Symantec CEO Speaks Out on Microsoft
In case you missed it, here's what Symantec CEO John Thompson had
to say about Microsoft Forefront
in the September
"When the hype settles down, people have to settle into the pragmatic
reality, which is that [Microsoft's] product sucks."
Well, then! If you'd like to read the rest of what Thompson had to say, check
out Redmond magazine's Q&A
As for security, reader Kevin writes to say that he's all for Microsoft taking
care of its own software:
"I have always thought that the security of Windows should squarely
sit on Microsoft's shoulders. All the third-party vendors providing 'security'
for Windows by selling software and updates to install on the host machine
are more like piranhas than heroes. Here is my thought process on this:
"One, Microsoft owns the design of the operating system. For good or
bad, they OWN it. Two, third-party 'security' vendors do not go after the
perpetrators directly and they offer no monies in earnest to apprehend them,
but instead just sell software to thwart an 'attack.' Three, stupid users
being lulled into thinking it is safe to download and run any software found
on the Internet.
"For point 1, Microsoft should be held financially accountable for providing
the fertile ground for such attacks to the operating system. They should be
held accountable for each attack as should the hardware vendors. Yes, I am
including the hardware vendors since there is no native protection from buffer
overflows that the general population has available to them. If the hardware
were to separate the buffer space from the executable space, it would go a
long way to keeping such attacks from happening.
"OK, point 2 is totally self-serving on the 'security' vendors' part;
if they actually cared about their customers and were successful in shutting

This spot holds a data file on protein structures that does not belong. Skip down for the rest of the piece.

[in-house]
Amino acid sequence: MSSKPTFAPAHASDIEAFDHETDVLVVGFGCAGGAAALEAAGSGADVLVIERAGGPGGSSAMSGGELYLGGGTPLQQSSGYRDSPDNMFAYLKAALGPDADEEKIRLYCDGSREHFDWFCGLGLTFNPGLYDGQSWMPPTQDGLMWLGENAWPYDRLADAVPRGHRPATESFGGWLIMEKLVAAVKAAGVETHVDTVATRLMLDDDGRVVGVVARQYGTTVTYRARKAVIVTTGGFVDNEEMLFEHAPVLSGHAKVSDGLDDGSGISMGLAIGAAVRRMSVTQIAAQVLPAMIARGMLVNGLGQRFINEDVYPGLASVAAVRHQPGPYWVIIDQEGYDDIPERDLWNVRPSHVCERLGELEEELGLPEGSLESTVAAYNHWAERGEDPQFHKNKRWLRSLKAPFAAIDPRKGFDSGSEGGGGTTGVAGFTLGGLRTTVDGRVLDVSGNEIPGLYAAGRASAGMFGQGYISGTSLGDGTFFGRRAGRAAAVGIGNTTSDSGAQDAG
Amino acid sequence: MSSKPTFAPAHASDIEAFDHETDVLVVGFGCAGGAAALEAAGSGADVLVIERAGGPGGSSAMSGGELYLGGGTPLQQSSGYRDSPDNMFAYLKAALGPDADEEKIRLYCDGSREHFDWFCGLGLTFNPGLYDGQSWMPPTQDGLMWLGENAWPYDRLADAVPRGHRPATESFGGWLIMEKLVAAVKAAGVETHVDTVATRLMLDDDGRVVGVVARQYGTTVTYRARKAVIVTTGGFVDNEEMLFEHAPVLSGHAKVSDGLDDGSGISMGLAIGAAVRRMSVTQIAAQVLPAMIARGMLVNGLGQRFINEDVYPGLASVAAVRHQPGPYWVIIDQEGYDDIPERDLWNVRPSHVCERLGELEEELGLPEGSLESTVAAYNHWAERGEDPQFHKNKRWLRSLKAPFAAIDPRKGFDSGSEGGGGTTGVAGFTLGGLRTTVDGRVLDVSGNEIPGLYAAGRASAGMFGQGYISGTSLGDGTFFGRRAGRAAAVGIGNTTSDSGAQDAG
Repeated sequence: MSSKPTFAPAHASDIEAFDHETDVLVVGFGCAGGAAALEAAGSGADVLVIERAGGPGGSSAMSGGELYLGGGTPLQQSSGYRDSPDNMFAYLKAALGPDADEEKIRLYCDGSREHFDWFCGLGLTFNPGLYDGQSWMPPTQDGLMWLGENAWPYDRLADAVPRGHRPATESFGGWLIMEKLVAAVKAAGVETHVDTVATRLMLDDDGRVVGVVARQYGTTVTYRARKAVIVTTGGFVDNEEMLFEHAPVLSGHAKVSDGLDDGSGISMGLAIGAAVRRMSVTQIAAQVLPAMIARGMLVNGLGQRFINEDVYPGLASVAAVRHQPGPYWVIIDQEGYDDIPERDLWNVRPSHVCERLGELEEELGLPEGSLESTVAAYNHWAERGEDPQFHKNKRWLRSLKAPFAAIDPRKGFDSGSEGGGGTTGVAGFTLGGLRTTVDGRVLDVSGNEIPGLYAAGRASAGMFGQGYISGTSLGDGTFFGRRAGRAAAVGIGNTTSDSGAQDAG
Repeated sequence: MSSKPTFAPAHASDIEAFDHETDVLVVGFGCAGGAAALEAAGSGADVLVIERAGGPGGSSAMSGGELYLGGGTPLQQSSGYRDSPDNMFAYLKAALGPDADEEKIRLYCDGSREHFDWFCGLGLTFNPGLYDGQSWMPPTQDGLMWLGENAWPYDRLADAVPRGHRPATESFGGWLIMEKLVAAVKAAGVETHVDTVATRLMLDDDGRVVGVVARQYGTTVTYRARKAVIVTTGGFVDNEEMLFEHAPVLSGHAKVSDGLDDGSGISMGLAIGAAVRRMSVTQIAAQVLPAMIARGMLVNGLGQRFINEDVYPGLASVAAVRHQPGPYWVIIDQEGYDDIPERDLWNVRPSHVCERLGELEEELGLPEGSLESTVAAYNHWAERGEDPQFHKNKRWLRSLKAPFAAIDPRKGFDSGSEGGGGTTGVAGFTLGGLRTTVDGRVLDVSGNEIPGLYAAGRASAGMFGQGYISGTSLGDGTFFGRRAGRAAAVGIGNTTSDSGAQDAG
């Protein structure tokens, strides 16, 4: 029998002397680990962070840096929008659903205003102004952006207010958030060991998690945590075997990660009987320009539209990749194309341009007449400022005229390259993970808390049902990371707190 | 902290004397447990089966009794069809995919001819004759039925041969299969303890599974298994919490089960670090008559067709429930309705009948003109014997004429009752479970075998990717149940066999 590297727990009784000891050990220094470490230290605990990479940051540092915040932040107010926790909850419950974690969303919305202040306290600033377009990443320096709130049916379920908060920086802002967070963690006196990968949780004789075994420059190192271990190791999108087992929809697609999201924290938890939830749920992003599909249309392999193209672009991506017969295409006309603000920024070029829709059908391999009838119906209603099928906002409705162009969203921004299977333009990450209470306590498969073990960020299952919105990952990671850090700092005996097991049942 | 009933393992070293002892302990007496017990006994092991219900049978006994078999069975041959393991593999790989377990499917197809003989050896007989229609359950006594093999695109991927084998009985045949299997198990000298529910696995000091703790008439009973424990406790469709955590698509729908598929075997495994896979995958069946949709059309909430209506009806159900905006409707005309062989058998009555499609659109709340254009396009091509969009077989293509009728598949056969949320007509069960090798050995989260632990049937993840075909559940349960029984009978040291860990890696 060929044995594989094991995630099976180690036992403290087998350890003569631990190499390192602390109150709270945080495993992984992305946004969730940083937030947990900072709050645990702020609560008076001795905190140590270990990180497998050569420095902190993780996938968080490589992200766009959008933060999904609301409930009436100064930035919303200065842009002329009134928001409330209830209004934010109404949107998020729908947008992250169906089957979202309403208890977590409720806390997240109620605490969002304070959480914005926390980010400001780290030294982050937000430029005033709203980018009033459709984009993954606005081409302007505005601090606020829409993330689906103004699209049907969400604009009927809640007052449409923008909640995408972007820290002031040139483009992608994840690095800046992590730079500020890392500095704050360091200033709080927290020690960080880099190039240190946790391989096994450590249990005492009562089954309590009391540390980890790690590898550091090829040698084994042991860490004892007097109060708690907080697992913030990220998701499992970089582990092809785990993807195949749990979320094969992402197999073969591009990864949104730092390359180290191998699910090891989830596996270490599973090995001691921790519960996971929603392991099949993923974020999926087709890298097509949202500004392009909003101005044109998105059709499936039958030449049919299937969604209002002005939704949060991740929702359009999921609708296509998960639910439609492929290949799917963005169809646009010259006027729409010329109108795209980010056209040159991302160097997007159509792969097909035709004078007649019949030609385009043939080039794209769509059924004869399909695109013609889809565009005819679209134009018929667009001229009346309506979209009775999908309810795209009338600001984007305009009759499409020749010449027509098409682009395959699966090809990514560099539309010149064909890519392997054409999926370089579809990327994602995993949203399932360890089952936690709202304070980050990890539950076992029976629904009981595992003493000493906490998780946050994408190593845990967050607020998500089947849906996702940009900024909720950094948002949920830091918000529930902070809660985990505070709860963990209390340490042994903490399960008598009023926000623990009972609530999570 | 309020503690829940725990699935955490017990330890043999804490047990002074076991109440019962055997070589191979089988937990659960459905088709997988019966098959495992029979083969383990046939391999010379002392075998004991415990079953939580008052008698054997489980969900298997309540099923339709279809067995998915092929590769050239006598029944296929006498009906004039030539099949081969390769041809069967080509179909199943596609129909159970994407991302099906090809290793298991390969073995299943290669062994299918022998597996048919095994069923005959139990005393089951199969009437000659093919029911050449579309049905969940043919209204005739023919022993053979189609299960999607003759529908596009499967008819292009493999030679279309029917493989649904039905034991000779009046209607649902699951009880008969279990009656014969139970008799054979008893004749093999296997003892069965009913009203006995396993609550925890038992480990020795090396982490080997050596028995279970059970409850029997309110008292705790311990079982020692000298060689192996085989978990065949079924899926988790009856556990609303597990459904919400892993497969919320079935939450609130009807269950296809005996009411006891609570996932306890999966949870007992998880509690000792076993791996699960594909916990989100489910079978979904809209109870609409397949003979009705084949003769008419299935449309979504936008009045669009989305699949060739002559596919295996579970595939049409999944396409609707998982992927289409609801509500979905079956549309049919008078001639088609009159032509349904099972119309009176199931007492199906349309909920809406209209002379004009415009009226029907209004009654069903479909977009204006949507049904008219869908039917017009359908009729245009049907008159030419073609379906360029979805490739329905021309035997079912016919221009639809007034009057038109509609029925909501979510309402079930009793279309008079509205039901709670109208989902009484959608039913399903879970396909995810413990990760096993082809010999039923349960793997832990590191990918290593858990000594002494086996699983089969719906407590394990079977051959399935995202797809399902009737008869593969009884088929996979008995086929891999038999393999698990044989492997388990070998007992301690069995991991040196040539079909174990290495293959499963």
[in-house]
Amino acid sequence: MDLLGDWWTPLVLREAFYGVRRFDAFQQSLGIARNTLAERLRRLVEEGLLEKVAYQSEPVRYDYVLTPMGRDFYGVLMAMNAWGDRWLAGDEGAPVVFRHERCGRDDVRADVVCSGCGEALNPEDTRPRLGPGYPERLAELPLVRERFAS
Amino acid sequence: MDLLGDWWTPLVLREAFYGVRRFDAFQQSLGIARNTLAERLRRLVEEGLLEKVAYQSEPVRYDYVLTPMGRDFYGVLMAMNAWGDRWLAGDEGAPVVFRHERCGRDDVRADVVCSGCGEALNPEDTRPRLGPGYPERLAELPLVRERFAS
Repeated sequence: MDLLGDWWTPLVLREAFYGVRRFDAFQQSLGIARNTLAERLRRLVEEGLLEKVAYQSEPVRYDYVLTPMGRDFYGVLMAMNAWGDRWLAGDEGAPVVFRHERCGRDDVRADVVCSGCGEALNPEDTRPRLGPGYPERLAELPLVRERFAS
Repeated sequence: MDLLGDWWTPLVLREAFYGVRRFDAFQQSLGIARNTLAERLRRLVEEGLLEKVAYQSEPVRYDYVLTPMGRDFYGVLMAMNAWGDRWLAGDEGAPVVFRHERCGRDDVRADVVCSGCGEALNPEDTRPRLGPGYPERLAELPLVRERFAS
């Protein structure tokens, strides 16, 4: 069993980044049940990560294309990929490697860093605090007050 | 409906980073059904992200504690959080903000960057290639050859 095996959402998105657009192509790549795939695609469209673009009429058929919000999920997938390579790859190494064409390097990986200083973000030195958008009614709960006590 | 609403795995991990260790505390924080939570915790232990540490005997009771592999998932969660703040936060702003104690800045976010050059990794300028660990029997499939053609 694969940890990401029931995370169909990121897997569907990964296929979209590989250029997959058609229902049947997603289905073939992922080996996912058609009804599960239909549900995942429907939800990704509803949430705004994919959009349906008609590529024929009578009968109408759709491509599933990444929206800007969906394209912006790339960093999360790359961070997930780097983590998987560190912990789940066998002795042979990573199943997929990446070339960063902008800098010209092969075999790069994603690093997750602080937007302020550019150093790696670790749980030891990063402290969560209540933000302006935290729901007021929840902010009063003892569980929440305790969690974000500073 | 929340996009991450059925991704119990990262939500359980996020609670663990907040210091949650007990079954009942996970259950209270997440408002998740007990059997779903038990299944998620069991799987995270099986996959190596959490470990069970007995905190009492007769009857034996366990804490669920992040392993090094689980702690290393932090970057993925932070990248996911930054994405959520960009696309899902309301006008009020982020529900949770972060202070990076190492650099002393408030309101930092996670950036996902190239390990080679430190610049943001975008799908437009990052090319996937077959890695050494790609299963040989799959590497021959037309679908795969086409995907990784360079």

down the criminals, their whole reason for being is wiped out. So, they talk
up the issues and provide a fence but no strike force to stop it from happening
in the first place.
"Point 3, yes, there are a lot of stupid users and mostly in the consumer
space. The always-on, bare Internet connections are the most vulnerable to
attack. Too many times, I have seen a machine happily infecting others even
when the 'security' software was installed. Again, Microsoft has cultivated
a population that knows nothing about a computer and what it can do but seems
to be able to 'use' it. It would be like telling a teenager a story of how
to drive and then giving them a key to an automatic car. Now, if the car were
manual transmission, they would more likely know more about how to drive it
than an automatic. That same teenager would then go out in the wild and more
than likely cause accidents. Basically, the computer is too easy to use for
the available built-in controls and security measures. So, users go out and
purchase the security software and think they are safe. They never even bother
to learn what the security software does or what to do when it detects something.
"Well, I could go on and on but you get the point."
We do, Kevin...and it's an interesting perspective, one that makes us think
but that we also can't say we've heard that many times. Thanks for sharing it.
Posted by Lee Pender on September 21, 2007 at 11:54 AM